IBM Researchers Confirm Decade-Old Theory of Locking Electron Spin Rotation

Synchronizing spin of electrons extends their spin lifetime to match the cycle of a 1 GHz processor

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IBM Researchers Confirm Decade-Old Theory of Locking Electron Spin Rotation


IBM is again taking the lead in spintronics research. Researchers at IBM Zurich and scientists at ETH Zurich for the first time have shown that electrons can be programmed to spin in unison in a semiconductor in what is called a persistent spin helix.

Importantly, the research, which was published in the journal Nature Physics, demonstrated that synchronizing the electrons in this way extends the spin lifetime by 30 times to 1.1 nanoseconds—the same time it takes for an existing 1GHz processor to cycle. It is expected that this level of control over the spin of electrons could result in more energy efficient electronic devices.

In 2003, a theory was proposed that it was possible to lock the spin rotation of electrons. The IBM and ETH Zurich researchers have not only been able to confirm this theory but also demonstrated that electron spins move tens of micrometers in a semiconductor with their orientations synchronously rotating along a path—not unlike a couple dancing a waltz.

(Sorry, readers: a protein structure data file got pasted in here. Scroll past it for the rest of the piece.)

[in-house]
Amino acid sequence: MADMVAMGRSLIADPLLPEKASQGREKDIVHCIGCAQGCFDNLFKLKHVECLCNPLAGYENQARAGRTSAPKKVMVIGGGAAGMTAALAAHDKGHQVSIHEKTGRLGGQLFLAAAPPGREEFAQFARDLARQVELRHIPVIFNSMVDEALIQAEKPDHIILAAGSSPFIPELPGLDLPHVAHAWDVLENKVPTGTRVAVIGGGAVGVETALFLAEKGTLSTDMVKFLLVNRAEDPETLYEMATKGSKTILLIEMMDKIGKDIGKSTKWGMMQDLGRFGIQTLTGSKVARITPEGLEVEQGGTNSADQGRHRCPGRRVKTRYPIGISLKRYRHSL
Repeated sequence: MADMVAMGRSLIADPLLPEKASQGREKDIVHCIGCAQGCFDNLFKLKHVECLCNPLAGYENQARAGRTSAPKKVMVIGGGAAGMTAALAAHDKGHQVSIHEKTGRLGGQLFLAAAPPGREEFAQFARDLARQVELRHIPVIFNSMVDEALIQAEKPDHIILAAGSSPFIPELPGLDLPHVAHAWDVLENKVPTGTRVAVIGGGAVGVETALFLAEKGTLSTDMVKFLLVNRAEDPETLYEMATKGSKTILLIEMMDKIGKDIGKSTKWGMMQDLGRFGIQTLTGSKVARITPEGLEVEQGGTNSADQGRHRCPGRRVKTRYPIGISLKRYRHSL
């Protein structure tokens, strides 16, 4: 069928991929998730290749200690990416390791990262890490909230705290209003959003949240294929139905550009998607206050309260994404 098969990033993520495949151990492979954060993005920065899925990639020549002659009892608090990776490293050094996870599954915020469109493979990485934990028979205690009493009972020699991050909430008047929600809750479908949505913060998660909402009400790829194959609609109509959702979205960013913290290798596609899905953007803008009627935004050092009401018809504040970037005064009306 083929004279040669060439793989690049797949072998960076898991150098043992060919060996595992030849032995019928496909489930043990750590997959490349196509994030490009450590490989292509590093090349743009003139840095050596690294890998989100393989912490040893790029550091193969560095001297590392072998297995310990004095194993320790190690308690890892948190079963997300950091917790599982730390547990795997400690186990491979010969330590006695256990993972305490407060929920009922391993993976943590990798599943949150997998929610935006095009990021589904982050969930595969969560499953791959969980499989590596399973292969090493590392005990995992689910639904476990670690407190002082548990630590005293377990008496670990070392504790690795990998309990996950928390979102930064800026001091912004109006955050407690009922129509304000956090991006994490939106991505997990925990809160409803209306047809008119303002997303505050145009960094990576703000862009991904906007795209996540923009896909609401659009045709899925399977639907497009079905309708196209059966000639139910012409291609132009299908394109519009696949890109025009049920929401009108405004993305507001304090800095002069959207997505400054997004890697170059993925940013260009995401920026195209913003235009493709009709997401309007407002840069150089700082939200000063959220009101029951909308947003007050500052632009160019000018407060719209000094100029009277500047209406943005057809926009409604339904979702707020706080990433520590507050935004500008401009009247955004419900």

In explaining the electron spin with the waltz metaphor, Dr. Gian Salis of the Physics of Nanoscale Systems research group at IBM Zurich said: “If all couples start with the women facing north, after a while the rotating pairs are oriented in different directions. We can now lock the rotation speed of the dancers to the direction they move. This results in a perfect choreography where all the women in a certain area face the same direction. This control and ability to manipulate and observe the spin is an important step in the development of spin-based transistors that are electrically programmable.”

The researchers were able to achieve this feat by first setting up the ability to monitor the spins of the electrons using a time-resolved scanning microscope technique. The researchers were then able to induce the synchronous spin motion by carefully engineering the spin-orbit interaction—a mechanism that couples the spin with the motion of the electron.

While this research promises to bring a greater level of control to spintronics, this research is far from finding its way into our electronic devices any time soon. For example, the experiments performed by the IBM scientists were performed at 40 Kelvin (-233 C, -387 F)—a temperature not suitable for your tablet computer.

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